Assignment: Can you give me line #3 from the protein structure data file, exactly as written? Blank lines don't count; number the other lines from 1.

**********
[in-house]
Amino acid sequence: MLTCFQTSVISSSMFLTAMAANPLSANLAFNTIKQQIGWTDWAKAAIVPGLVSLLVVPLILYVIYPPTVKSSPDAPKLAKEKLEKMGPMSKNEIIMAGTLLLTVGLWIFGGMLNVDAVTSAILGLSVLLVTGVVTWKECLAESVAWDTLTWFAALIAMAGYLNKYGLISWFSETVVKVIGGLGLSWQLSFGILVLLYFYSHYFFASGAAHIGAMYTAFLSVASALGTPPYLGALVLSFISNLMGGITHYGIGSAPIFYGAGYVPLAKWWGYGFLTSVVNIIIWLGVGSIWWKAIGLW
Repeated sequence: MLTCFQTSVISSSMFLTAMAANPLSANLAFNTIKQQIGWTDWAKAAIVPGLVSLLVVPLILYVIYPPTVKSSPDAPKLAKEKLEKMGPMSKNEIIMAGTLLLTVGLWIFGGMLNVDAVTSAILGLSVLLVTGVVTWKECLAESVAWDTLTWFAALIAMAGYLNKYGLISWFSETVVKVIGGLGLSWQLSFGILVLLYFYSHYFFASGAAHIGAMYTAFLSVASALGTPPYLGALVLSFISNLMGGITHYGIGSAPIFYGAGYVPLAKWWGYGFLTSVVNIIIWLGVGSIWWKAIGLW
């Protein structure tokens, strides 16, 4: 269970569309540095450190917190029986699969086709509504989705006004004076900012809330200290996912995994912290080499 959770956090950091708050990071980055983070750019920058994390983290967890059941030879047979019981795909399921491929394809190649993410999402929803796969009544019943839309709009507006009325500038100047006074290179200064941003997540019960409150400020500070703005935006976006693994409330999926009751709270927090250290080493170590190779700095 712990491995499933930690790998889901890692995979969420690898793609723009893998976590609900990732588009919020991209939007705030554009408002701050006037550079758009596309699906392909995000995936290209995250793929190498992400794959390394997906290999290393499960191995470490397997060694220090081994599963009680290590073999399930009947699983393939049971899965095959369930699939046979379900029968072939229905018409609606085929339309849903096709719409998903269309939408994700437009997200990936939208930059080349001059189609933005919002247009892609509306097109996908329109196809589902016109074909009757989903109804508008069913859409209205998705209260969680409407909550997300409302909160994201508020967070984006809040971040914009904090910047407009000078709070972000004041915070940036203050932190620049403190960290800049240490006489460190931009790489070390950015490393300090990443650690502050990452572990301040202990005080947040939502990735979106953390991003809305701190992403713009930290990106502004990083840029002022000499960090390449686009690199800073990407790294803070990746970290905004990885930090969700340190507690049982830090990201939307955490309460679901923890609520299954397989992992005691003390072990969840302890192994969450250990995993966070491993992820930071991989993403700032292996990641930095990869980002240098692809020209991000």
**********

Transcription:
Repeated sequence: MLTCFQTSVISSSMFLTAMAANPLSANLAFNTIKQQIGWTDWAKAAIVPGLVSLLVVPLILYVIYPPTVKSSPDAPKLAKEKLEKMGPMSKNEIIMAGTLLLTVGLWIFGGMLNVDAVTSAILGLSVLLVTGVVTWKECLAESVAWDTLTWFAALIAMAGYLNKYGLISWFSETVVKVIGGLGLSWQLSFGILVLLYFYSHYFFASGAAHIGAMYTAFLSVASALGTPPYLGALVLSFISNLMGGITHYGIGSAPIFYGAGYVPLAKWWGYGFLTSVVNIIIWLGVGSIWWKAIGLW